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Read Original Story

Breast cancer risk outlasts hormones

Rating

3 Star

Breast cancer risk outlasts hormones

Our Review Summary

This story was about the elevated cancer risks associated with the use of hormone replacement therapy by women after menopause. But while highlighing an increased cancer risk, the story never explained that there was no difference in overall risk of dying from all causes for the different groups of women.  So while the story quoted someone saying "There’s no reason for alarm," this important statistic would have provided some framework for why there was no reason for alarm.

So some of the framing provided in this article (and in the scientific paper) semantically makes it seem like women would have to be crazy to choose to take HRT (experiencing "danger" and suffering from "insufficient awareness of risk") when in fact if women have a need that may be improved the tradeoff in terms of overall risk is neutral – so that personal history and informed decision-making really should take the lead.

Another point about framing: Although the story mentioned in passing the benefit of hormone replacement therapy for relief of menopausal symptoms, it failed to expand on what these symptoms were and the extent to which they were lessened by the treatment.  It failed to mentioned that there was a significant decrease in overall fracture risk.

There have been many critics of the ways in which the Women’s Health Initiative study findings were communicated in 2002.  This story – at times – fell into that same pattern of failing to deliver the context women may need to help make decisions.  

Criteria

Does the story adequately discuss the costs of the intervention?

Not Applicable

There was no discussion of the costs involved with hormone replacement therapy although, with a story about risks of HRT, it is somewhat understandable that a discussion of costs was not vital.

Does the story adequately quantify the benefits of the treatment/test/product/procedure?

Not Satisfactory

Although the story mentioned in passing the benefit of hormone replacement therapy for relief of menopausal symptoms, it failed to expand on what these symptoms were and the extent to which they were lessened by the treatment.  It failed to mentioned that there was a significant decrease in overall fracture risk.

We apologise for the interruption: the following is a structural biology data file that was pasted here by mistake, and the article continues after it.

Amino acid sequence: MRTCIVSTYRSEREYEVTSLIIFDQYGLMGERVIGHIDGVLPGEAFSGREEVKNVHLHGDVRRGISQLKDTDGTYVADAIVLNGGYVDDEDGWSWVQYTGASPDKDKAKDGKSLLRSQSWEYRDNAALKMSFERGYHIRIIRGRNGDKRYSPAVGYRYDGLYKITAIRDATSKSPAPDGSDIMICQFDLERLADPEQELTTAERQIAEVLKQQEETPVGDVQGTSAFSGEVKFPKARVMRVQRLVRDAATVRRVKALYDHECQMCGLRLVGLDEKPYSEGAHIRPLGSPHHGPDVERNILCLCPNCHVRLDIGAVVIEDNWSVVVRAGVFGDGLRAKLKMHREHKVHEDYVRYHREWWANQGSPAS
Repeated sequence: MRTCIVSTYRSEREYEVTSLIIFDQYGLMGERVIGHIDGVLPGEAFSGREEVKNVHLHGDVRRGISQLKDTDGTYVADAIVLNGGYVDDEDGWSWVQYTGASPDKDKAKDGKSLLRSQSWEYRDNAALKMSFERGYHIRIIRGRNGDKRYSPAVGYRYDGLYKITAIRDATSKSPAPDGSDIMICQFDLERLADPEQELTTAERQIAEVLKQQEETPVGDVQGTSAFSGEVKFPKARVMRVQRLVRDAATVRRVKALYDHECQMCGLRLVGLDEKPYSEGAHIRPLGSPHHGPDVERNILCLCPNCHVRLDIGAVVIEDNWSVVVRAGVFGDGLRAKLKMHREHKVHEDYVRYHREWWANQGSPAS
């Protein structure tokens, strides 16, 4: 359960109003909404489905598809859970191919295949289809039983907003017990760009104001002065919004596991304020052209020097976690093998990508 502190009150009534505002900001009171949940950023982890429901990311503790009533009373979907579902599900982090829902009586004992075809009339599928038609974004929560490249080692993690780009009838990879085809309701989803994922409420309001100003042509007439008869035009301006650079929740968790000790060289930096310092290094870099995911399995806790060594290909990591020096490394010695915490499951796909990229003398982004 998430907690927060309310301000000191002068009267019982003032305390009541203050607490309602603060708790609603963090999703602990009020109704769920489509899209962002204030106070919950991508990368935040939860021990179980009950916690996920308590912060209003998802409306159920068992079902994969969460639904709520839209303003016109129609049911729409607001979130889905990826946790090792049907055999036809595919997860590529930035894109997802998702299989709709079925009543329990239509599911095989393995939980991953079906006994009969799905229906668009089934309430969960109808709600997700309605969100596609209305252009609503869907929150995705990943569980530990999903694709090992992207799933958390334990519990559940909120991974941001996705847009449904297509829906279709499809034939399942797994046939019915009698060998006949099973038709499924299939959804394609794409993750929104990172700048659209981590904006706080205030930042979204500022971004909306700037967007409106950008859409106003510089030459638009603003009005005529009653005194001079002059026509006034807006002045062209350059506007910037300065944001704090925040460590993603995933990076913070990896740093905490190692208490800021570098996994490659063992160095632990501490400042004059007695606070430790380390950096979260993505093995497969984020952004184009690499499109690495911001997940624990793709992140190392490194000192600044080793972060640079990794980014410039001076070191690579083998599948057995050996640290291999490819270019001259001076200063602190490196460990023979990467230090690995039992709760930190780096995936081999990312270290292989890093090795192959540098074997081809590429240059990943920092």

Does the story adequately explain/quantify the harms of the intervention?

Not Satisfactory

The story was all about harms associated with the use of hormone replacement therapy.  But it did not explain that all-cause mortality was the same whether women took HRT or not, and it did not explain that cancer risk for the entire period of follow-up was identical. 

Does the story seem to grasp the quality of the evidence?

Not Satisfactory

Although the story mentioned that it was based on a study published in the Journal of the American Medical Association, it really failed to provide information about the evidence in a way that was informative and useful to the reader. Rather, it invoked the Women’s Health Initiative study "mystique" repeatedly – without ever describing some of the criticisms of the framing of those original findings. 

Does the story commit disease-mongering?

Not Satisfactory

The story never explained an important finding:  that whether or not women used hormone replacement therapy, all cause mortality was found not to differ. So some of the framing provided in this article (and in the scientific paper) semantically makes it seem like women would have to be crazy to choose to take HRT (experiencing "danger" and suffering from "insufficient awareness of risk") when in fact if women have a need that may be improved the tradeoff in terms of overall risk is neutral – so that personal history and informed decision-making really should take the lead.

Does the story use independent sources and identify conflicts of interest?

Satisfactory

The story included quotes from 4 clinicians.

Does the story compare the new approach with existing alternatives?

Satisfactory

The story did briefly explain at the very end that "there are other drugs to protect against osteoporosis and other treatments for cardiovascular disease – though not as many for symptoms of menopause."  Not much, but an attempt was made.

Does the story establish the availability of the treatment/test/product/procedure?

Satisfactory

It was possible to see from the story that hormone replacement therapy is still available.

Does the story establish the true novelty of the approach?

Satisfactory

The story accurately reported on the novelty (lack thereof) of this treatment.

Does the story appear to rely solely or largely on a news release?

Satisfactory

Because the story quoted multiple sources, it does not appear to rely on a press release.

Total Score: 5 of 9 Satisfactory

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